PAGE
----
Prime Minister Sheikh Hasina inspects a model of a nuclear power plant project during an international seminar, "Nuclear Power:
A Chance of Successful Economic, Social and Political Development", at a hotel in the capital yesterday. The programme was organised in cooperation with Russian Federation and International Atomic Energy Association (IAEA) to create awareness among people about nuclear energy. Photo: BSS
Bangladesh should go ahead with its plan to build a nuclear power plant, as the use of atomic energy to meet rising electricity demand shows upward trend worldwide, even after the Fukushima disaster, a number of experts observed yesterday.
The safety of the plant, waste management, fuel cycle, uranium resources management and the issue of public acceptance are some of the challenges the government must deal with, they said.
All stakeholders must be engaged in the plan, and the plant's construction should not start without addressing their concerns, they observed in a seminar on “Nuclear Power: A Chance of Successful Economic and Socio-political Development” at Ruposhi Bangla Hotel in the capital.
“If any country does not care about addressing concerns of the society and different stakeholders in taking decisions, nuclear power programme may face delay and additional losses,” said Yu Sokolov, vice chairman of Russian state atomic corporation Rosatom, in his presentation on “Atomic Energy: tendencies and perspectives of XXI century”.
“I never said nuclear power is a unique solution to all problems. Nuclear will have to be considered in the mixes of all available sources in a particular country. In some countries nuclear may be a good solution, in some it may be not so good,” he said.
Explaining the pattern of energy consumption in different countries and impact of fossil fuel and coal on the climate, he said nuclear power is cost-effective, safe and sustainable.
Following the Fukushima disaster, the International Atomic Energy Agency assumed that the use of atomic energy would go down. But a number of indicators show its use is still on the rise in Asia, said Sokolov.
He, however, said Germany, Japan, Sweden, Switzerland and Italy had been phasing out nuclear power plants.
Currently, 67 reactors, including 47 in Asia, are under construction, and 40 countries have plans to build nuclear power plants. At least 437 nuclear reactors are in operation in 31 countries with a combined capacity of 370GW (gigawatt) electricity.
In his presentation on “Nuclear Power and Industrial Development”, M Casanova, vice president of Tecnicas Reunidas in Spain, described his country's successful experience in adopting nuclear reactors and developing technologies and human resources. He said nuclear power plants are viable in meeting energy deficiency.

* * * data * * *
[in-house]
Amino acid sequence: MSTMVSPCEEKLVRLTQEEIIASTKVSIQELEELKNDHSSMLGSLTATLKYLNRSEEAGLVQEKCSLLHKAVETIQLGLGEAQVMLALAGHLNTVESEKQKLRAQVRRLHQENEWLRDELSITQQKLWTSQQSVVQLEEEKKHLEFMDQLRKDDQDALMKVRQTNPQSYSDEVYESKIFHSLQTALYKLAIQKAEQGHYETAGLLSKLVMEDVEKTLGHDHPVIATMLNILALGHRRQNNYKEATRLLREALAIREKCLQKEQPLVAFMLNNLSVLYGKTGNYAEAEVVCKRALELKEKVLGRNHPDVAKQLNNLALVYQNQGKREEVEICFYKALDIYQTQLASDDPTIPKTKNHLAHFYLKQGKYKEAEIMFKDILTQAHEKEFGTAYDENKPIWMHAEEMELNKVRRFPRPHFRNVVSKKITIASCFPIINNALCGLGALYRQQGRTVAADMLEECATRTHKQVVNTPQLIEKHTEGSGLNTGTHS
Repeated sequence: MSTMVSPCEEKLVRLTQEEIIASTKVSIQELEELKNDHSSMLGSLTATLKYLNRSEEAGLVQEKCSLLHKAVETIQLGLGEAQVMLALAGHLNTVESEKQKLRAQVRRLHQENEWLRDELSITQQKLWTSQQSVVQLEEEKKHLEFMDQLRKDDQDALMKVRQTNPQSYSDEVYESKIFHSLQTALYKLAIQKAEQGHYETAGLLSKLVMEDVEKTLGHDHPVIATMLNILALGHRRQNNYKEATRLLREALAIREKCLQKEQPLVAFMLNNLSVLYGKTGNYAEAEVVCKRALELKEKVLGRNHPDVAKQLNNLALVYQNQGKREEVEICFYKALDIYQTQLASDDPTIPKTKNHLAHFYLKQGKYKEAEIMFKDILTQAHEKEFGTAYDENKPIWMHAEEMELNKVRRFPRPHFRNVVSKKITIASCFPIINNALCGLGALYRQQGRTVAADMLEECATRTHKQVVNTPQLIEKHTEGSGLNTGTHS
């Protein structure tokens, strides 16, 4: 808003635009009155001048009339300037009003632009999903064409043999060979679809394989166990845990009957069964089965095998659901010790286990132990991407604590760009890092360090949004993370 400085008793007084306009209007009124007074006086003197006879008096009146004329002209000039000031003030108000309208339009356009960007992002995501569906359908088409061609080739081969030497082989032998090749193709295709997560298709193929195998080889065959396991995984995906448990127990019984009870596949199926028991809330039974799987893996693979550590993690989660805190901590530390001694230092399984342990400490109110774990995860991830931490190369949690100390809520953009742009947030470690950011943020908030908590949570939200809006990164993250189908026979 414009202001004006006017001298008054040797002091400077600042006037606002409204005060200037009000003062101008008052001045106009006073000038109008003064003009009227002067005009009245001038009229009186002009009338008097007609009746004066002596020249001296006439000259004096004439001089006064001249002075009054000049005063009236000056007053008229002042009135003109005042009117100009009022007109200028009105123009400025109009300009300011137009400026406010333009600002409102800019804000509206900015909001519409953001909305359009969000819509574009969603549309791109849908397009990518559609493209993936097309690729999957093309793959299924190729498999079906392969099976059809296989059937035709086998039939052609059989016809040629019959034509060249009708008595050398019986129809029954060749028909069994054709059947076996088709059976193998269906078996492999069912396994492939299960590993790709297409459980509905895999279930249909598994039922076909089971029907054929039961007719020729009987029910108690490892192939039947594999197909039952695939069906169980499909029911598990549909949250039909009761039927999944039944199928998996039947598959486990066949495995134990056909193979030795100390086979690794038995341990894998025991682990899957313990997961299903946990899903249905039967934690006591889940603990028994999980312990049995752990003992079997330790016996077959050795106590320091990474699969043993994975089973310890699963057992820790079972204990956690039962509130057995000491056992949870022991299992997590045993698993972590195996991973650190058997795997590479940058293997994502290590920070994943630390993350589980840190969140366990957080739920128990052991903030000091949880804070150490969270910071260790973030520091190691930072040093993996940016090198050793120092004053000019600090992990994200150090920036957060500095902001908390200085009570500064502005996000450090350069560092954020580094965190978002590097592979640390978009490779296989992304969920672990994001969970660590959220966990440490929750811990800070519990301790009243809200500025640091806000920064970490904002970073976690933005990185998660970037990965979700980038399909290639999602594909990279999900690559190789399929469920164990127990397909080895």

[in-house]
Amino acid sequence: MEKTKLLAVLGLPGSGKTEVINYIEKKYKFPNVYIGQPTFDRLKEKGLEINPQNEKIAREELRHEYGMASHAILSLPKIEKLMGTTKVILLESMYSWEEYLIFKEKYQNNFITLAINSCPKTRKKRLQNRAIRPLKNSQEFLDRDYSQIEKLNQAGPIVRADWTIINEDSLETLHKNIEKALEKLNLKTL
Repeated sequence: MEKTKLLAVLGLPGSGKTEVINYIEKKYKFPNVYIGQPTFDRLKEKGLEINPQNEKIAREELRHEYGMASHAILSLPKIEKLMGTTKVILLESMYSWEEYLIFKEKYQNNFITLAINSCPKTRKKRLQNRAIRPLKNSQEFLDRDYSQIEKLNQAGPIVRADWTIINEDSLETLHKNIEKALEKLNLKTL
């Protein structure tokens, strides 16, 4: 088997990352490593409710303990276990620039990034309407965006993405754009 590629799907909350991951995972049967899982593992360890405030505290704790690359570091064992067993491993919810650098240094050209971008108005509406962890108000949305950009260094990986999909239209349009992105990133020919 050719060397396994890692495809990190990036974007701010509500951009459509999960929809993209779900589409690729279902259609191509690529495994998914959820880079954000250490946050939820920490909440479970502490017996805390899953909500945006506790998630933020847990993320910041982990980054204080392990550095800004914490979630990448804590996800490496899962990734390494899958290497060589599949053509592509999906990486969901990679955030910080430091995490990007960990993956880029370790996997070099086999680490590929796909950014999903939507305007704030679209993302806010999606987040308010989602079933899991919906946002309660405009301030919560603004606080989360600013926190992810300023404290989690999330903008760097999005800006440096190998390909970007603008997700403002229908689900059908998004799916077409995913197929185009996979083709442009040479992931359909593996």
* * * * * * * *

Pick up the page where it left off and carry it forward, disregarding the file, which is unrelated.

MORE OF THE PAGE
On the role of atomic energy in the country's economy and socio-economic development, Dhaka University Vice Chancellor Prof Arefin Siddique said a huge amount of energy would be needed in developing countries to accelerate and sustain economic growth. And nuclear energy as a safe option is a solution to that, he added.
Speaking in a session on "Environmental Protection and Safety in Atomic Energy", Emmanuel Gout, head of international consulting alliance Stratinvest, said it became very important to educate people about nuclear plants after the Fukushima accident.
Nazarov Anatoly of the Public Council of Rosatom said, "In Bangladesh, a lot is left to be done in explaining strategies for setting up a plant."
Rosatom's Communication Director Sergey Novokov said people fear nuclear plants for not having experience of the facilities.
Elena Melikhova, head of the department of risk assessment and communications issues of the Nuclear Safety Institute in Russia, said though there had been concerns about nuclear plants, statistics show that only 28 people died in accidents at nuclear power plants in the last 60 years.
Rosatom in collaboration with Bangladesh's science and technology ministry organised the two-day seminar to shed light on the current trend of nuclear power, safety issues and other hazards in Bangladesh's context.
Prime Minister Sheikh Hasina inaugurated the seminar and gave an assurance that there would be no compromise over safety issues in the construction of the nuclear power plant.
“We will have to gain competence in all areas, including nuclear reactor management,” she said.
Yeafesh Osman, state minister for science and technology, and Alexander A Nikolaev, ambassador of Russia to Bangladesh, also spoke at the inaugural ceremony.
Bangladesh has signed several deals under which Russia will provide both technical and financial support to set up a 1000MW nuclear power plant in Rooppur in Pabna.
Moscow is providing $500 million under a loan agreement for pre-construction works. The plant's construction is expected to begin in 2016 with a target for starting operation in 2021.